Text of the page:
The game of catch that puts a much-needed spin on the U.S.-Mexico border narrative
With more than 30,000 views since its upload, this video recorded in Juárez shows the barely seen and more human side of the relationship between the U.S. and Mexico.
In fiction, we don't like extreme characters. Those who are totally bad or too good. We don't find them credible because we understand that human beings are complex and there are numerous nuances between black and white.
However, in our daily life, there is another type of divisive and propaganda-laden narrative that leads us to turn people into the characters we detest in fiction.
Our vision of the world is shortened when we think in terms of good and bad, especially in situations that are thorny and touch Latinos like immigration policy.
Last Sept. 12, a video exploded on social media and even made it to the local American press, provoking waves of astonishment and even emotion.
In the video, recorded by David Bernal, a neighboring Mexican boy from Juarez was seen playing with a ball at Turtle Park in Colonia Altavista, when suddenly a border patrol stopped his car on the other side of the Rio Grande in the United States. This is what happened next:
The ICE agent, whose name has not been divulged, stopped on the other side of the border and asked the Mexican boy to pass him the ball. They were playing around for about five minutes and then the agent left.
"When I saw that, I thought it was amazing that an immigration agent would come so close just to play at the border with a kid from Juarez," Bernal told the El Paso Times.
For the 19-year-old Juarez native, it is common to see ICE vehicles patrolling the border with the neighboring country day after day, but he found it odd that an agent would come so close to the Mexican side.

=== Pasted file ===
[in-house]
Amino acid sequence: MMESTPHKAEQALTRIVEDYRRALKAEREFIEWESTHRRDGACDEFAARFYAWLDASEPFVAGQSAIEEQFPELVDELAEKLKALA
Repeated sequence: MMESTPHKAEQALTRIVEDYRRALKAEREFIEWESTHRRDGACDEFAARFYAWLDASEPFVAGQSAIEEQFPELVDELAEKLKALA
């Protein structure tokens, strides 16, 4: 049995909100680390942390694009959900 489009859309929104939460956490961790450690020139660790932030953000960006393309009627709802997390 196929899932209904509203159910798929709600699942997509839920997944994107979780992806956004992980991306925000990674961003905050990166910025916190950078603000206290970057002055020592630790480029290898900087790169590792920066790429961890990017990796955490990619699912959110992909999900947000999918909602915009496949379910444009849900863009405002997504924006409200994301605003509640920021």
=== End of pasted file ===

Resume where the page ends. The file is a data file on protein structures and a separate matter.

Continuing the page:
According to CBP public affairs officer Valeria Morales, the unknown agent has a practice of asking the kids to pass him the ball. He likes this kind of interaction with people.
"We are from this region and we stay involved with the community," Morales said. "Our officers are coaches or have children, so they want to stay involved and continue our mission which is to protect the border."
The video's owner wasn't the only one impressed by the simple, yet unusual interaction from one country to another. Many other people also gathered to watch this cross-border game between those everyone assumes should be rivals.
Since its publication the video has reached more than 30,000 views and has been shared in numerous accounts, eliciting all sorts of positive comments about the meeting.
"I just thought it was really cool," said Bernal, surprised by the effect it has had on social media.
Indeed, it was.
It has been almost eight months since President Trump ordered travel restrictions between the United States and Mexico because of the spread of COVID-19, limiting citizen crossings to only "essential" visits.
Many families are more divided than before, and uncertainty overwhelms them every time one of their loved ones must cross from El Paso to Juarez for urgent reasons, such as caring for a loved one or attending work or school, because they fear the bridges will be closed overnight and they will be trapped on one side.
They must also, at times, spend more than eight hours behind the wheel on a route that usually lasts 40 minutes, with long caravans of cars and an immigration policy that changes without warning and can cause them many problems.
Although car traffic crossing from one side to the other decreased during the toughest months of COVID-19, many believe that El Paso and Juarez are so closely linked that binational measures should be taken.
As much as it suits the harshest wing of conservatism to push the boundaries of both its discourse and its own life, there are still bridges. Another type of them, formed by people who have a catch.